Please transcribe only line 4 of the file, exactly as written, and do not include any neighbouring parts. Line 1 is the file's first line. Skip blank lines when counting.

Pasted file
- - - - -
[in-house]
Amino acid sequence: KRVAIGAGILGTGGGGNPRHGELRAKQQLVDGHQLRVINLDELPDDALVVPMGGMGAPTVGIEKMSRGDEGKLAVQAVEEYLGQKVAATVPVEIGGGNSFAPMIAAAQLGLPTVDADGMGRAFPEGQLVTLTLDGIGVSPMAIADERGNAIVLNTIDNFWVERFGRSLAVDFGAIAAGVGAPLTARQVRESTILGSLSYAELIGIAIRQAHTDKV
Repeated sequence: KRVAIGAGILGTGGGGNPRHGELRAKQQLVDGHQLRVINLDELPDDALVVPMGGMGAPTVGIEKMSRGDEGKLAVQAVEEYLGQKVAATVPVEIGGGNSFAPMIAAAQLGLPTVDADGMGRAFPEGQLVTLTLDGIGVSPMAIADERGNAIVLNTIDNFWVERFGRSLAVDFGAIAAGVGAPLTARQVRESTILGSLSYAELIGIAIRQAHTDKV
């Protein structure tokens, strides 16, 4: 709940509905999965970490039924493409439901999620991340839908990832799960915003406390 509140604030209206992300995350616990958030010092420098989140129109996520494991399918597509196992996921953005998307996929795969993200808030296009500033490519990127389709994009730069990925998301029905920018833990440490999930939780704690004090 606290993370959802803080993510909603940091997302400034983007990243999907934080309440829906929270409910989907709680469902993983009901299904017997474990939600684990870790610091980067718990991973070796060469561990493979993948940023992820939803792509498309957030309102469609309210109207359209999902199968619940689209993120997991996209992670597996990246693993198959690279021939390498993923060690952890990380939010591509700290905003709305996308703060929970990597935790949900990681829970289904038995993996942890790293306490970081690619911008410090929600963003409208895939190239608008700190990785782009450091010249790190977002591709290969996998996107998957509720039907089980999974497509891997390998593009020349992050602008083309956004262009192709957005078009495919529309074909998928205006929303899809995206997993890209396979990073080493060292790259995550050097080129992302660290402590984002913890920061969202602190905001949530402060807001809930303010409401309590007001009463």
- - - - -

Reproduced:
């Protein structure tokens, strides 16, 4: 709940509905999965970490039924493409439901999620991340839908990832799960915003406390 509140604030209206992300995350616990958030010092420098989140129109996520494991399918597509196992996921953005998307996929795969993200808030296009500033490519990127389709994009730069990925998301029905920018833990440490999930939780704690004090 606290993370959802803080993510909603940091997302400034983007990243999907934080309440829906929270409910989907709680469902993983009901299904017997474990939600684990870790610091980067718990991973070796060469561990493979993948940023992820939803792509498309957030309102469609309210109207359209999902199968619940689209993120997991996209992670597996990246693993198959690279021939390498993923060690952890990380939010591509700290905003709305996308703060929970990597935790949900990681829970289904038995993996942890790293306490970081690619911008410090929600963003409208895939190239608008700190990785782009450091010249790190977002591709290969996998996107998957509720039907089980999974497509891997390998593009020349992050602008083309956004262009192709957005078009495919529309074909998928205006929303899809995206997993890209396979990073080493060292790259995550050097080129992302660290402590984002913890920061969202602190905001949530402060807001809930303010409401309590007001009463």